Don’t get left out-side with your New Business…
We all know how exciting it can be to start a new business, obtain or move your business to a new property. Finding a new property that is perfect for your business venture may seem like an immeasurable step to take, but once you have found “the one”, it is hugely important make sure you don’t get caught in a legal mine-field.
Many businesses see the value of taking on a leasehold property. It gives businesses a secure venue to operate in, with only a fraction of the cost. It is vital to have a good working relationship with the owner of the property; after all, if things go sour it could be bad news for you and the future of your business.
John Knight, Commercial property Solicitor and business growth specialist of Wosskow Brown Solicitors points out some common issues that leaseholders and landlords face when it comes to commercial property for a business.
“The most common issues actually crop up when the lease comes to an end, and either you are moving your business else-where, or you are renewing the lease to stay put. When it comes to moving out of the property, your landlord has to ensure they can get a new tenant in quickly to cover their costs and keep the building occupied.
Often there can be disputes if the landlord thinks that you, as the lease-holder, have damaged the property, or allowed it to dilapidate. This is because it means the landlord will have more difficulty leasing the property out again to a new tenant, if repairs are needed.
If you do find yourself in a dispute where your landlord feels that you should be funding repair for the building, you will have to prove that the damages being claimed for, were either already part of the property before you took the lease on, or that the damages should be covered by the landlord themselves.
At the time, this can be difficult and costly as you will often need to take advice from a dispute litigation solicitor, who can argue your case. The best way to protect yourself from having to go through this costly process is to commission a ‘Schedule of Conditions’ when you take on a lease. This is a document which essentially indicates the overall condition of the building. For this, you will need an independent surveyor to produce a report on the buildings condition. This usually relates to the structure of the building, and any issues such as damp or collapsing roof’s or walls, and not generally to aesthetic conditions such as a dodgy paint job. Often photographic evidence will need to be taken to document the general condition of the building, which will then provide your evidence if any disputes arise in the future.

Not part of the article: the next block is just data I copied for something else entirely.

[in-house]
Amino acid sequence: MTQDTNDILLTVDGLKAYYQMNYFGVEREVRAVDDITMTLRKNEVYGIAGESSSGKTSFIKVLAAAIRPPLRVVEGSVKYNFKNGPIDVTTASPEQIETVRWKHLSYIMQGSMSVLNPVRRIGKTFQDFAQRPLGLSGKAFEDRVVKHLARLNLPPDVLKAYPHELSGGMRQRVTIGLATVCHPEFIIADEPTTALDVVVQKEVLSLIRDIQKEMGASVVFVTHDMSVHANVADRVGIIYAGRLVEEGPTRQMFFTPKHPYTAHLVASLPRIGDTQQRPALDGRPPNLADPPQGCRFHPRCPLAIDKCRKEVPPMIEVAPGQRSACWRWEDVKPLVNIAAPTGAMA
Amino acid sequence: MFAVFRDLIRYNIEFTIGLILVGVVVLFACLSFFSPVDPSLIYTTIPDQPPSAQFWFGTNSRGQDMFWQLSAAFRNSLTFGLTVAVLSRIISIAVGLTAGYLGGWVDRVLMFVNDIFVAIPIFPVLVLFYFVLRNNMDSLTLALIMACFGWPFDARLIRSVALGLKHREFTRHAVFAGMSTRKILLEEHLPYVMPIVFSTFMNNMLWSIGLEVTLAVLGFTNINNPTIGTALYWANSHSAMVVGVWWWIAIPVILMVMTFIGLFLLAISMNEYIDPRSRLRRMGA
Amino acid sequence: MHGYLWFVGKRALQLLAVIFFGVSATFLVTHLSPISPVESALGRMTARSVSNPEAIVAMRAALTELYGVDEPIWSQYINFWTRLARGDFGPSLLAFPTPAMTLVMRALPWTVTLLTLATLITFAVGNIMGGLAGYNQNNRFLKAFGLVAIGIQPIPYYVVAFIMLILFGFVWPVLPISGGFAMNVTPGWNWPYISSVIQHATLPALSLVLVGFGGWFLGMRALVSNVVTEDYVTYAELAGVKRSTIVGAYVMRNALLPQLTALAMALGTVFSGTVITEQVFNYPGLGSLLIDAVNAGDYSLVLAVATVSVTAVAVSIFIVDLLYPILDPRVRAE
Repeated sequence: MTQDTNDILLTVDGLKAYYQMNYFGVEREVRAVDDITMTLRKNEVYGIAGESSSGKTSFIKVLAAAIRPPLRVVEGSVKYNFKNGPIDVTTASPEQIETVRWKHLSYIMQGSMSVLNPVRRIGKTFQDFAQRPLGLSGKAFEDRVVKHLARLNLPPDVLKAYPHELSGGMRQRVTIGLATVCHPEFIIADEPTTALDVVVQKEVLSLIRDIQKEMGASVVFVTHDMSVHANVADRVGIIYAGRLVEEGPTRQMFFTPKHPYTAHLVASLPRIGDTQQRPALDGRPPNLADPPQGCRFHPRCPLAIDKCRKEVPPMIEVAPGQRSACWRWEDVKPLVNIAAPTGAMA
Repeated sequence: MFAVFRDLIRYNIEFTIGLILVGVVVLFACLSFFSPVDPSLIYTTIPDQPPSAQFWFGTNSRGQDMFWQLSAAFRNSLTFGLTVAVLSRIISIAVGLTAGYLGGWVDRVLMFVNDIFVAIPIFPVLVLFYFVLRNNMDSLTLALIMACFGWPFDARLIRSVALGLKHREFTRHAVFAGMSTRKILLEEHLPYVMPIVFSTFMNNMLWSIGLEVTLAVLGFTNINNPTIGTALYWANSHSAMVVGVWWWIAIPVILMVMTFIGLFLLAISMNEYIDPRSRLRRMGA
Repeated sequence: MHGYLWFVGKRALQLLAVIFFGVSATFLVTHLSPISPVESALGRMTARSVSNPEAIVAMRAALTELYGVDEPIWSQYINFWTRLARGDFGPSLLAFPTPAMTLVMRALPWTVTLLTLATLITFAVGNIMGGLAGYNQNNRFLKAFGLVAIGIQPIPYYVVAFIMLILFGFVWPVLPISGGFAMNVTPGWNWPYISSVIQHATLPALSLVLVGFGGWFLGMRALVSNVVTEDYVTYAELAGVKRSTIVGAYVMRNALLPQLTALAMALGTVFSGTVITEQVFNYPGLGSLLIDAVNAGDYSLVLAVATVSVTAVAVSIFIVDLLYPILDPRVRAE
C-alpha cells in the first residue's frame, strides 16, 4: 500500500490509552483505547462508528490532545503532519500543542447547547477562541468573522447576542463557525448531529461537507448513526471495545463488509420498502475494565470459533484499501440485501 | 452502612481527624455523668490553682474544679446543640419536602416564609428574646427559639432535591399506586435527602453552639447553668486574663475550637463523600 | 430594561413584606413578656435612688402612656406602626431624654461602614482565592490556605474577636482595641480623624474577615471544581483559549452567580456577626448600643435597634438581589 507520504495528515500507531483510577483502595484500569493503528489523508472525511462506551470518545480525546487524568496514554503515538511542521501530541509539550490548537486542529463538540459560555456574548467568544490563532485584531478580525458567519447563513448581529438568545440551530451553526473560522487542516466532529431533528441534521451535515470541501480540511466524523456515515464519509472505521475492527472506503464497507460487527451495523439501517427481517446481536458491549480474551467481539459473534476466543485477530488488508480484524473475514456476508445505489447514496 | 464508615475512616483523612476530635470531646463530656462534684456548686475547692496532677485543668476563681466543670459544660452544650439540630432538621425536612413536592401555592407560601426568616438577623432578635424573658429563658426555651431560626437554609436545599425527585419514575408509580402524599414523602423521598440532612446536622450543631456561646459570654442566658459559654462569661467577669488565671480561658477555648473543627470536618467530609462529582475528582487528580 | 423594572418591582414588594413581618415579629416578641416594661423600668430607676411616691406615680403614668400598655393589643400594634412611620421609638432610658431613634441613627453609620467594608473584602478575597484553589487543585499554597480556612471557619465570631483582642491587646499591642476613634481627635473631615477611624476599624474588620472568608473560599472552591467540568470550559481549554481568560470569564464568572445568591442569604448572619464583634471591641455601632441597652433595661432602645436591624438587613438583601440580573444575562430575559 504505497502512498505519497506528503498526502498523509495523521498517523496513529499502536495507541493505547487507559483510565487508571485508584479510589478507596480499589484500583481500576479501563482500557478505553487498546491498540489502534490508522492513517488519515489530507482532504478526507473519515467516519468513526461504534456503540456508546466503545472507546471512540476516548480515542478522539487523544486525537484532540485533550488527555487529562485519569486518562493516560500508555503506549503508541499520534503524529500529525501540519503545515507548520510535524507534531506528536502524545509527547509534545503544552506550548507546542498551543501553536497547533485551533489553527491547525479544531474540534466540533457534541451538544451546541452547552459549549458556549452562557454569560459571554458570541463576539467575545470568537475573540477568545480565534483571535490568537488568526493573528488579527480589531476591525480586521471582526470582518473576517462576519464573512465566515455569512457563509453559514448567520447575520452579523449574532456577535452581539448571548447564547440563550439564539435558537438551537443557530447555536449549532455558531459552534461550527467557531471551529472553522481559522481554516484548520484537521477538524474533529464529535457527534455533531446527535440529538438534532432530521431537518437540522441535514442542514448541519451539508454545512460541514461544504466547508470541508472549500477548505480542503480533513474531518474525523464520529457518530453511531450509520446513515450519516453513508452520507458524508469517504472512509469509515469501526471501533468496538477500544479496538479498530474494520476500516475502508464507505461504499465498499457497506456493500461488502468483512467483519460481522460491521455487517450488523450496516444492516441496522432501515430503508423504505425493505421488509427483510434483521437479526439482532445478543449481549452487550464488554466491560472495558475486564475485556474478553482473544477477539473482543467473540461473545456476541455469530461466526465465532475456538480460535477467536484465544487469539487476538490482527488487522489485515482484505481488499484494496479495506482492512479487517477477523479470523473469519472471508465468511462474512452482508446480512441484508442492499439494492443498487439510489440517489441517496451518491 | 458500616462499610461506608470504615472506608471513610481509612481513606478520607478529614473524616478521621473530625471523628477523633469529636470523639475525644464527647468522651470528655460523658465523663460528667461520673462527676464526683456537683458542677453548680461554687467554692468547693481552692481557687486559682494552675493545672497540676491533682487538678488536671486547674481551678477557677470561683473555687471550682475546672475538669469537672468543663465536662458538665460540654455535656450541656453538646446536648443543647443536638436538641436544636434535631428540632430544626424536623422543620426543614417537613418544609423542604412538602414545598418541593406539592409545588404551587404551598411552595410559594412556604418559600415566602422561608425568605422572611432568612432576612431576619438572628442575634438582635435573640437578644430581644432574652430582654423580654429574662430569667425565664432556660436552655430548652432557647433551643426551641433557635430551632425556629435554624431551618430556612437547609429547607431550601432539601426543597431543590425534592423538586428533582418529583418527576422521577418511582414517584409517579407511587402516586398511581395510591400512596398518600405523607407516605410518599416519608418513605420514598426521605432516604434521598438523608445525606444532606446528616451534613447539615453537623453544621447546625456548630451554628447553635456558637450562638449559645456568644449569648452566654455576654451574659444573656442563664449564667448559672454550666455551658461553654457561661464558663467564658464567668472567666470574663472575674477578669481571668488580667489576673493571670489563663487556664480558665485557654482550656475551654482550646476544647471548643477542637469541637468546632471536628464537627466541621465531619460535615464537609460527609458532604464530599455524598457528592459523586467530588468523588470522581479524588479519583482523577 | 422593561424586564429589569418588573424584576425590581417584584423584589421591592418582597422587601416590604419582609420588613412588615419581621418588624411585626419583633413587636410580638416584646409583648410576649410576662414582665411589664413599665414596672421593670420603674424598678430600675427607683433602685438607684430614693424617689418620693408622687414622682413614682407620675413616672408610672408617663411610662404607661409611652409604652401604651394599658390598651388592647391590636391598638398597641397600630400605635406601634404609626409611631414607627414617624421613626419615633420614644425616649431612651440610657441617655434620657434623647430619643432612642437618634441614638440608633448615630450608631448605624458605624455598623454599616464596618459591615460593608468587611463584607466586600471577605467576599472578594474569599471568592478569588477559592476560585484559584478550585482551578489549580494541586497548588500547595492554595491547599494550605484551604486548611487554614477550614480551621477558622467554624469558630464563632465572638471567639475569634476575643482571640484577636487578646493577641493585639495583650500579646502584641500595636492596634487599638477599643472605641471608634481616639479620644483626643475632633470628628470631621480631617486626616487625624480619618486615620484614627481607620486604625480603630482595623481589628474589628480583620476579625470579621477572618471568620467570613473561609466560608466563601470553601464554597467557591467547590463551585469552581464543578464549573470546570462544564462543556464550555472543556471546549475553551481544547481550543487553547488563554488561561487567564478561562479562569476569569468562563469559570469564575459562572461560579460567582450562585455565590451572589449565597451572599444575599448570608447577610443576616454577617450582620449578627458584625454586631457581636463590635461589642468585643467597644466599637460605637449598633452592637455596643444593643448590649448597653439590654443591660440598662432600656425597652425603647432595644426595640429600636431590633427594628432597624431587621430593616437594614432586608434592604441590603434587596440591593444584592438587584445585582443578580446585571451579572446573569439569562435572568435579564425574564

Schedules of conditions can then be reviewed when you come to the end of the term of your lease, and are your legal proof that you have left the building in the condition you found it in.
In some circumstances, if a building is very old or the lease you have taken out is very long, there is an expected amount of dilapidation, which is commonly referred to as “wear and tear”. You should discuss what agreements can be made in your lease as to whether you or your landlord is responsible for repair from “wear and tear”. More often than not, it is stipulated that you, as the lease-holder are responsible for this, and therefore should calculate an expected budget for repair to the property if you intend to move your business else-where.
The best advice we can give is to consider all the possible outcomes from taking on a lease on a particular building. If the independent survey indicates some troubling issues, it may not be wise to enter into that lease without some agreements being made before your business moves in. Consider your business plan, and whether or not you may need to move your business in the future.
Once you have entered into a lease, you are contractually bound to pay for the full term of that lease, and only in extreme circumstances is it possible to negotiate out of that contract. It is worth picturing how your business will be operating in five, ten or twenty year’s time, and make sure you plan your lease appropriately with your solicitor.”